Australian pace bowler Brett Lee announced his retirement from international cricket after a 13-year career, saying his body and mind were no longer up to the stresses of touring.
The 35-year-old said a calf muscle strain that forced him home from Australia’s recent one-day tour to Britain was the final straw after a string of setbacks caused by injuries.
“I woke up this morning and just felt like I was ready,” said Lee, adding his original plan had been to play at September’s World Twenty20 in Sri Lanka as his international swansong.
“I think personally in a team environment you have to have 100% commitment — mentally and physically. And I guess looking at the next few months I just didn’t have that desire any more.
“It wouldn’t be fair on me, or my team if I went with that attitude… you get to the point in life where you say enough is enough.”
Lee’s calf injury was the latest in a long line of injuries that punctuated his playing career, of 310 Test wickets at 30.81 from 76 matches and 380 One-Day International scalps at 23.36 from 221 matches. He also endured side strains, a broken toe, ankle issues, stress fractures to his back, persistent elbow problems and appendicitis.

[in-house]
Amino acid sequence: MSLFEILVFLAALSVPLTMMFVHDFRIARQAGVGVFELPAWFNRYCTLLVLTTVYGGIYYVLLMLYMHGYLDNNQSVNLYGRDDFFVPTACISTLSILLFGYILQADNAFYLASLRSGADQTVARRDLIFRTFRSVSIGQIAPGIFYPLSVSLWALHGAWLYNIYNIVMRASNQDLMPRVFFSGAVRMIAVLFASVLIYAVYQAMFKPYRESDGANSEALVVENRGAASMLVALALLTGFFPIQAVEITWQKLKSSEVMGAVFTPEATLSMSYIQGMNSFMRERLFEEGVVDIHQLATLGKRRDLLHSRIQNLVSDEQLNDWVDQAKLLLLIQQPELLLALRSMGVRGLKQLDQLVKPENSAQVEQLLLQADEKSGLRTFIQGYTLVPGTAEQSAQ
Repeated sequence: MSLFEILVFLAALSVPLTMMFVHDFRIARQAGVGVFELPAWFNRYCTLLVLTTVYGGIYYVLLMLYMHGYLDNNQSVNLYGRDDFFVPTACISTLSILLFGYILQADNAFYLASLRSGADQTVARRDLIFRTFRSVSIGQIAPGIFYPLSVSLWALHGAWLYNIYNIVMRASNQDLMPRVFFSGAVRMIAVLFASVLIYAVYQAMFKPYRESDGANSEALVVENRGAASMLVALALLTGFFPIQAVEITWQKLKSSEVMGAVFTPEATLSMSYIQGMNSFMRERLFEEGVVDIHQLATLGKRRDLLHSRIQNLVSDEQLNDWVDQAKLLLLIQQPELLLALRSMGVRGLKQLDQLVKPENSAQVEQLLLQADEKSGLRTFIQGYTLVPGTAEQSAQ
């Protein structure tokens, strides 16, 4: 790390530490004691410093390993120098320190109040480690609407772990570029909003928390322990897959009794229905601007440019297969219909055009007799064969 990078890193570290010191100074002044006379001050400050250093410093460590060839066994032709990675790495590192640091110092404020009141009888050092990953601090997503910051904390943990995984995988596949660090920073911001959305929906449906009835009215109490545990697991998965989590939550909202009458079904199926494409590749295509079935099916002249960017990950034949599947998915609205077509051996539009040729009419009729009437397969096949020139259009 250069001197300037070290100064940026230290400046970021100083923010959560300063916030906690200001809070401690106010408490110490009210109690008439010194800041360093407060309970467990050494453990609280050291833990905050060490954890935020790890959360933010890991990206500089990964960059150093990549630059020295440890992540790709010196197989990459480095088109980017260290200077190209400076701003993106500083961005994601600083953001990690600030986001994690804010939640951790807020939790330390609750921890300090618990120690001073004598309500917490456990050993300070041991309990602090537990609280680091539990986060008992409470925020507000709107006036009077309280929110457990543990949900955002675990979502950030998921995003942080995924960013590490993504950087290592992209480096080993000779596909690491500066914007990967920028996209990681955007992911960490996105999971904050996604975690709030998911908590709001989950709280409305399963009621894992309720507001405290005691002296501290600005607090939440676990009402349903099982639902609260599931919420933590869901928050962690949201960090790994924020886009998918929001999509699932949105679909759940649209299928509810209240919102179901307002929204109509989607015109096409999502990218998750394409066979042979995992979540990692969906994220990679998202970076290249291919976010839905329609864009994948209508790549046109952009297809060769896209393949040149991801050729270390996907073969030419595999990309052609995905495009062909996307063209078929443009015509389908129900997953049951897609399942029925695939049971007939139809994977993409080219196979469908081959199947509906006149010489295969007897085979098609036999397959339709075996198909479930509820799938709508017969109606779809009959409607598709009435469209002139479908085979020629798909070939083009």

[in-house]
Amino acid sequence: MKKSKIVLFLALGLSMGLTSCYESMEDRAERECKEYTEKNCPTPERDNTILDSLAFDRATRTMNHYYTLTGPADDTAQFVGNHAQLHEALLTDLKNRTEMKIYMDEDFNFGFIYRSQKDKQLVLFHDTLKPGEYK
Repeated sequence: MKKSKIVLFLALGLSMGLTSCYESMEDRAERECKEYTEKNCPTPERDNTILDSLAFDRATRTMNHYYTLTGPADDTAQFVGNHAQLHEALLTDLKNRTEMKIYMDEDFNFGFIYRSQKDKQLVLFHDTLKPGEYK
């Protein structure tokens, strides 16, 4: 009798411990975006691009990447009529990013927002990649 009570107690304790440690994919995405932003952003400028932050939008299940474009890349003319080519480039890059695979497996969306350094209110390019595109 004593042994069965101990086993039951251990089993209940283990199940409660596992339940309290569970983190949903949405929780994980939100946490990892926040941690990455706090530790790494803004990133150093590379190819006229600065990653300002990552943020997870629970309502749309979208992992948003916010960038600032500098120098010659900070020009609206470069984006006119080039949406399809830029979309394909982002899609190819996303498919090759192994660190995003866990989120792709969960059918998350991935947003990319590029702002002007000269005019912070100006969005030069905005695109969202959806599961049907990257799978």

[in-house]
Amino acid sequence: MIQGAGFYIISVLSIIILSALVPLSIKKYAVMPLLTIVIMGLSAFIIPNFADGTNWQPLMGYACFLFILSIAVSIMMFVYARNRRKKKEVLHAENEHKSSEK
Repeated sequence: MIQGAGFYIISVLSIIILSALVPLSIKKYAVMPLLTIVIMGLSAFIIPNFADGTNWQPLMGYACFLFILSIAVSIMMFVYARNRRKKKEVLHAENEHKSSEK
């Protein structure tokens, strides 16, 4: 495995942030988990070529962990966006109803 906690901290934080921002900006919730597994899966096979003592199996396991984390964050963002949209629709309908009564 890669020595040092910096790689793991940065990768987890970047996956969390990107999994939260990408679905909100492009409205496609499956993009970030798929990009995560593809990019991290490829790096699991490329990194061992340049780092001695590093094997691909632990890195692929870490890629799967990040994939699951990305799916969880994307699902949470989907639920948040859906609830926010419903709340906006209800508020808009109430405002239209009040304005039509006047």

Intends to continue playing IPL, T20 events
Lee, who has signalled his intention of continuing to play in the Indian Premier League and the Big Bash, was not offered a national contract in Cricket Australia’s latest round of agreements. The fast-bowler then decided not to take up a deal with his state side, New South Wales, for this coming summer.
Lee said while he had enjoyed his cricket career, he was tired of being away from home for long periods and was looking forward to a different phase of his life.
“It’s been a fantastic career and I’ve loved every minute of it, but it’s stage two of my life now. My holiday will be at home — I’m sick of being away. I just want to maybe do some fishing and just chill out for a few months.”
Lee retired from Tests in February 2010 as Australia’s fourth-highest Test wicket-taker but played on in one-day and Twenty20 cricket up until Friday’s announcement.
Sutherland pays tribute to Lee
Meanwhile, Cricket Australia Chief Executive James Sutherland paid tribute to Lee’s contribution to Australian cricket and as an inspiration to youngsters to take up the game.
“His record as a wicket-taker and leader of the attack has been fantastic and speaks for itself but his resilience and ability to bounce back after numerous injuries has also been impressive,” said Sutherland.
“On top of this, and this is a significant part of his legacy, Brett inspired young Australians to play cricket and bowl fast.”
Published in The Express Tribune, July 14th, 2012.
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